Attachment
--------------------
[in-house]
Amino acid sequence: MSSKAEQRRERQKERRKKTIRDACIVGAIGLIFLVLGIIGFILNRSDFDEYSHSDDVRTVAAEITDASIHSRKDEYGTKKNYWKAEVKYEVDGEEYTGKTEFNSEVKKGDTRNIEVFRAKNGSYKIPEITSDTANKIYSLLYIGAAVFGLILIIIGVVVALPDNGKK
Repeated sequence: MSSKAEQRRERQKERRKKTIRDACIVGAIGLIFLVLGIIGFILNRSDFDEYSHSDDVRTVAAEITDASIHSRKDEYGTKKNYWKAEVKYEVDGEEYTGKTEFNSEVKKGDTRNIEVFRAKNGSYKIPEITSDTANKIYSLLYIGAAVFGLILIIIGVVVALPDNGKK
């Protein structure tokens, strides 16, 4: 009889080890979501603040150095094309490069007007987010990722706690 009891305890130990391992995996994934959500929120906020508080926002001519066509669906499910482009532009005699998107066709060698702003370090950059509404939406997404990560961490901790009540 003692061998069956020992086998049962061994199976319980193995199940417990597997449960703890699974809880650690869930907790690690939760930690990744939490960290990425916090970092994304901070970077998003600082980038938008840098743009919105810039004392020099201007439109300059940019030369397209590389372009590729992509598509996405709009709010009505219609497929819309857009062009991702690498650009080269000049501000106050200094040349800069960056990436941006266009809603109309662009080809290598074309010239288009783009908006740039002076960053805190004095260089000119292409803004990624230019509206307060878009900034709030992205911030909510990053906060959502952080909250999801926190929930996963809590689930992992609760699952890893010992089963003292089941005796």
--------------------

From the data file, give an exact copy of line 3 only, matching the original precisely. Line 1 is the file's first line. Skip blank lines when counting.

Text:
Repeated sequence: MSSKAEQRRERQKERRKKTIRDACIVGAIGLIFLVLGIIGFILNRSDFDEYSHSDDVRTVAAEITDASIHSRKDEYGTKKNYWKAEVKYEVDGEEYTGKTEFNSEVKKGDTRNIEVFRAKNGSYKIPEITSDTANKIYSLLYIGAAVFGLILIIIGVVVALPDNGKK